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144 Because IT department veterans follow ed municipal guidelines and focused on integrating established vendor technologies rather than code or create software, their organizational factors were heavily influenced by their vendors. Perhaps this reflects a high level of administrative intensity towards established IT ar eas. It is quite probable that established IT areas, such as the networ king or database areas were held to rigid standards to minimize downtime or other unf oreseen errors. This would allow the IT department to provide consistent support fo r IT applications used by other municipal departments. However this had a side effect, limiting internal communication environmental scanning and technical knowledge to established vendor products. This reduced the awareness and interest in O SS among veteran IT department members as they focused on vendor offerings. Internal communication appeared reduced as IT department areas had little to interact about as each area used their own technologies to accomplish their work tasks. Meanwhile newer IT department member s, who were primarily on IT project teams, appeared to focus on departmental pr iorities, primarily reducing IT costs, as opposed to municipal IT guide lines, of integrating vendor technologies. This allowed project teams comprised of mostly new hires to pursue technologies like OSS that reduced IT costs. Perhaps this reflected lower levels of administrative intensity as project teams were encouraged to think outsi de the box as they worked on new projects. This differed from the established IT areas that supported existing projects rather than implementing new projects.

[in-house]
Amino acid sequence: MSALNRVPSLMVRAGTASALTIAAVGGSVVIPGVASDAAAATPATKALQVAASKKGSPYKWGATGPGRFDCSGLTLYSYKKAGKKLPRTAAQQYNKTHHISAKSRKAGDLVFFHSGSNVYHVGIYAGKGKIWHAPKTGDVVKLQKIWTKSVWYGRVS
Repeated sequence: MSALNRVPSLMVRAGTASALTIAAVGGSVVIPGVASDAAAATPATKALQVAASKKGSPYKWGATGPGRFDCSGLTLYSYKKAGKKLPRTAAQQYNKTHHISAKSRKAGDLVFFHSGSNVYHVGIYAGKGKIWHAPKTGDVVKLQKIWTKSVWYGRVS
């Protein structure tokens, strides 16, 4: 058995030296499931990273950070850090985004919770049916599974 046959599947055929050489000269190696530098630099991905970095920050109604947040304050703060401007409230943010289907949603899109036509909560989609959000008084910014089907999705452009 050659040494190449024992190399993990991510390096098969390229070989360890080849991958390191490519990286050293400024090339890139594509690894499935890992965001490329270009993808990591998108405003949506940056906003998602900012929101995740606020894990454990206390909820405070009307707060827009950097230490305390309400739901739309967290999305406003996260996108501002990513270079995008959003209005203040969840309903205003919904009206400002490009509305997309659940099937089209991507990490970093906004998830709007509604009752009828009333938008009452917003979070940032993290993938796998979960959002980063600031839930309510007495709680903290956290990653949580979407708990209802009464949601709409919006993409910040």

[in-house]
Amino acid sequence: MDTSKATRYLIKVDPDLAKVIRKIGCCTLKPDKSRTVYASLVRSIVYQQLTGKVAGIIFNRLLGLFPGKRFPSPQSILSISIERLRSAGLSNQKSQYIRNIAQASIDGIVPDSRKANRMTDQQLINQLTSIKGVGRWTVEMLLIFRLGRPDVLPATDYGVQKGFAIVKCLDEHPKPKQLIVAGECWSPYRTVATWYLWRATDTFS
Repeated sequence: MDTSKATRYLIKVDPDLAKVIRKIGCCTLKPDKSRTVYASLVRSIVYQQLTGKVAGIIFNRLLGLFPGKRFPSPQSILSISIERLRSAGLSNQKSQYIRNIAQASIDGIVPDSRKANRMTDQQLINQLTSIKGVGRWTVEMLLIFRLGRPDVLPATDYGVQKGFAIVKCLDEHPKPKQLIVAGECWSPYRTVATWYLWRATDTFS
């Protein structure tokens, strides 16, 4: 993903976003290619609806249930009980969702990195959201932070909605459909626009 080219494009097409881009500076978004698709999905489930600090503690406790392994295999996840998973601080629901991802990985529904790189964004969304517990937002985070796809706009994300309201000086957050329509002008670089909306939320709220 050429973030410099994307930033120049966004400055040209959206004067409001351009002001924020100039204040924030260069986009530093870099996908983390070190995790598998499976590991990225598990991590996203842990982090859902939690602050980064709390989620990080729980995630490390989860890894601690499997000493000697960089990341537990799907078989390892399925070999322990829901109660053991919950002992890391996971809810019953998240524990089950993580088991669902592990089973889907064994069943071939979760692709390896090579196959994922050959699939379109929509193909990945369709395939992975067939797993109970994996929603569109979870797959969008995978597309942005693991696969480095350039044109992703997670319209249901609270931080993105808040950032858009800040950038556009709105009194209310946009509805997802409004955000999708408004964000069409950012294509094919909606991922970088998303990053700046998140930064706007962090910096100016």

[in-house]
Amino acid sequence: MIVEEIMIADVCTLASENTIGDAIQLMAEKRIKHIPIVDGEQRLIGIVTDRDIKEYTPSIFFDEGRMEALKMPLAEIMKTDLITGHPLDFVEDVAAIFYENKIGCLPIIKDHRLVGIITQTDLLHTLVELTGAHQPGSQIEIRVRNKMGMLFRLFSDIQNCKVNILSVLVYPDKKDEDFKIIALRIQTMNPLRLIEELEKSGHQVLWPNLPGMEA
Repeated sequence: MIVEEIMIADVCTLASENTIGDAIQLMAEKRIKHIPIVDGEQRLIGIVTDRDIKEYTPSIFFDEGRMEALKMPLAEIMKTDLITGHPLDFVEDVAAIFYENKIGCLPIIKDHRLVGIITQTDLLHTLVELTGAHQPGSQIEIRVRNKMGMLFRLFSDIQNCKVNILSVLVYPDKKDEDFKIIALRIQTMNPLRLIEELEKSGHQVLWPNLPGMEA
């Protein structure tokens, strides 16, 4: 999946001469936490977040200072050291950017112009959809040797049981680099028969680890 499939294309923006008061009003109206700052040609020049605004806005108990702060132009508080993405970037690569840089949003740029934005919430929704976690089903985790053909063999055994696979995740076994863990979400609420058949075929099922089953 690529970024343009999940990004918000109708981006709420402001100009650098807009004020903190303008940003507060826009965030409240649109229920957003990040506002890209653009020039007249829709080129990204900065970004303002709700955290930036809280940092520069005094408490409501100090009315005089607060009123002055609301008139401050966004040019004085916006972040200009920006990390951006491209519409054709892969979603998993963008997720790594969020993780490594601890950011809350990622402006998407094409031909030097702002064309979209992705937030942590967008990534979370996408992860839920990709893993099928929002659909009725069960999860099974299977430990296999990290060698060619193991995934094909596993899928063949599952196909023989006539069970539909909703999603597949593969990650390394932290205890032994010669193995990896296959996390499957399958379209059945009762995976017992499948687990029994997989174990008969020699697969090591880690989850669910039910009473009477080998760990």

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145 Or maybe newer hires more readily adopt ed OSS as they had higher levels of internal communication environmental scanning or technical knowledge Project teams regularly met to discuss their tasks a nd gather insight and information from one another. Communication among project te am leaders was much more frequent; sometimes project leaders would meet multiple times a day, reflecting higher levels of internal communication Environmental scanning was also encouraged. Project team members were encouraged to find technologies that coul d reduce costs. Apparently guidelines for reducing costs were an 80/20 rule. As long as an application performed 80% of the requirements it would be adopted. Finally technical knowledge among newer hires seemed to be of higher levels. Perhaps not the execution of individual technologies but th e scope or breadth of new higher knowledge appeared to be much highe r than veteran IT de partment members. Maybe this is a result of thei r IT experience outside of the municipal government context. Several new members in the IT department rema rked that the change of pace or the rate of change within the munici pal government was much slow er than what they were accustomed to in other industries. These newe r hires indicated that they were accustomed to frequently learning new technologies, which appeared to increase their comfort level in searching for, and using ne w technologies like OSS. Two organizational factors that were c onstant, regardless of employee tenure or organizational culture, were wealth and slack resources Because Decaturs budget was held constant for the last two years while re sponsibilities increased, the department had a